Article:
NBA’s Sabra rookie Omri Casspi, who faces the Nets next week, is big draw on and off the court. And he wears Number 18.
The game last month featured a pair of teams with losing records and sorry recent histories, but the seats behind one of the baskets at Madison Square Garden was crowded with scores of flag-waving, photo-snapping fans nearly two hours before tip-off between the New York Knicks and the visiting Sacramento Kings.
The center of their attraction was a forward. For the opposing team, no less.
For 10 hurried minutes, before the teams took the court for their pre-game warm-ups, Omri Casspi, the Kings’ rookie who last year made Jewish history by becoming the only Israeli drafted in the first round by a National Basketball Association team, virtually guaranteeing him a spot on the roster, schmoozed with Jewish fans as part of what the Knicks declared “Jewish Community Night.”
He answered questions in English and Hebrew, posed for pictures, signed posters and accepted a gift of a jar of hummus — Casspi had lamented in a New York Times interview earlier in the season that he couldn’t find decent hummus in the capital of California.
“I feel blessed to be here,” he told the crowd that looked up — literally — at the 6-9, 225-pound small forward who wears uniform No. 18 (chai). Symbolically, he scored 18 points against the Knicks.
“I love the NBA,” Casspi told the fans. “It’s a great experience for me. There’s a lot of pride and responsibility [in being] Jewish and Israeli.”
The fans at the meet-and-greet were a mix of old and young, men and women. Many of the men — probably a majority — wore kipot. It’s the same everywhere the 21-year-old native of Holon goes during his initial visit to NBA cities.
Most of the visiting arenas make a pitch for local Jewish spectators with an appeal like the Knicks did. For the Kings’ game March 24 against the New Jersey Nets in the Meadowlands — Sacramento’s last game in the New York area this year — the Nets are calling next week’s game “Jewish Family Night.”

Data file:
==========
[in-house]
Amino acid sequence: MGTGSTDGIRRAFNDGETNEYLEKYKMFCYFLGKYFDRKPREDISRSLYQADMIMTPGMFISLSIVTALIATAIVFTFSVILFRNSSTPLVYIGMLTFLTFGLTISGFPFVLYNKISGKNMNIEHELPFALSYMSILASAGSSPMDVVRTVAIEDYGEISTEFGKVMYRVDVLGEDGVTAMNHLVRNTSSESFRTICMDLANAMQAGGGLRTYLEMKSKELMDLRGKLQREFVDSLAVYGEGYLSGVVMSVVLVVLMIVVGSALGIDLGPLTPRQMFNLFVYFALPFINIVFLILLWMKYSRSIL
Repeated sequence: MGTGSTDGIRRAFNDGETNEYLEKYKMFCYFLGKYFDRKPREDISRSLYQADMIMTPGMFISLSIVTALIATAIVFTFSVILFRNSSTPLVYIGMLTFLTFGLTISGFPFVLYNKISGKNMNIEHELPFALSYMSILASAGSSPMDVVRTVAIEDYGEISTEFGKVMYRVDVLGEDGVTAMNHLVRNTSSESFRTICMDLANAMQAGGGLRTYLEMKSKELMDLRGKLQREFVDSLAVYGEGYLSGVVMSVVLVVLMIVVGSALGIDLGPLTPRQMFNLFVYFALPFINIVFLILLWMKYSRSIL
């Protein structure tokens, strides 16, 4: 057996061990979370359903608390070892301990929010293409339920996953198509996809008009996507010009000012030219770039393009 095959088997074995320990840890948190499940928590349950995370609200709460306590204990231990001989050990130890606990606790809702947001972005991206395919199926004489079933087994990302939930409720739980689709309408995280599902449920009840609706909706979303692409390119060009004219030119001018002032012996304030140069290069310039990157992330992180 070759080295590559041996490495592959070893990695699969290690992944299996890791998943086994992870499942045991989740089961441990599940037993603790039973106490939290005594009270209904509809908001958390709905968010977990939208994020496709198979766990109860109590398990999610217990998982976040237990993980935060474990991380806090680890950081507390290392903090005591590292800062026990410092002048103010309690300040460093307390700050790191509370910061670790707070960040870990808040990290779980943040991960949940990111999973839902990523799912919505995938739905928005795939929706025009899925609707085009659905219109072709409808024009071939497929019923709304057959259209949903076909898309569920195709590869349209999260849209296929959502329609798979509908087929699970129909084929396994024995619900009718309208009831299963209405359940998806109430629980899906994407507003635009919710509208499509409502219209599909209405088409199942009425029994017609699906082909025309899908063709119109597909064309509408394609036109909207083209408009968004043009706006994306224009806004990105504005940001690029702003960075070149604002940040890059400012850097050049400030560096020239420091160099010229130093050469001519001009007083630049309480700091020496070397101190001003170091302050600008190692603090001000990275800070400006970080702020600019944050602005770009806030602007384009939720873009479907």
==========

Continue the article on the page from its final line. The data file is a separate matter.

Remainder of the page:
Casspi, whom Sports Illustrated dubbed “The King of Israel,” struggled in training camp and scored 15 points in his first game. He made the Kings’ starting lineup two months into the season and was named one of the steals of the 2009 draft by several basketball Web sites. Casspi played in the recent Rookie Challenge game during All-Star game weekend, but he has seen his playing time and scoring average go down in recent weeks (he’s averaging 11 points per game as of this week).
The rangy forward is, of course, a major celebrity in Israel.
He was named the Jerusalem Post’s Sports Personality of the Year in 2009, the Kings are now nearly as popular as Maccabi Tel Aviv, Casspi’s former team, and NBA broadcasts air early in the morning.
“Only diehard Maccabi Tel Aviv fans in the States had known his name before this season,” says David Kufeld, a star basketball player at Yeshiva University 30 years ago and the only athlete from the school to be drafted by an NBA team. “Omri was not a particularly dominant player for Maccabi yet — otherwise I don’t think they would have let him [out of his contract]. Unlike Doron Sheffer [who played at the University of Connecticut], he didn’t play here in college so his name recognition was minimal. The first step this year was for fans to hear that there was an Israeli who is playing, and then to learn his name.”
Here, he’s become an instant hit at home and on the road.
“The Sacramento Jewish community is delighted to have Omri, and the feeling is mutual,” says Chris Clark, Kings’ spokesman. “He has already cultivated many relationships with Jewish leaders and fans here, and these relationships should grow as he becomes assimilated into life as an NBA player.”
The Kings, San Francisco’s Jewish newspaper reported, have “hitched their marketing wagon to Casspi and teammate Tyreke Evans. Casspi is featured in a TV commercial, speaking flawless English. And fans recently could get a free Casspi bobblehead doll by buying tickets.”
“Since we drafted Omri, we’ve acquired 7.4 million new fans” — the population of Israel — Kings’ owner Gavin Maloof said at a welcoming ceremony for Casspi that included many leaders of Sacramento’s 25,000-member Jewish community.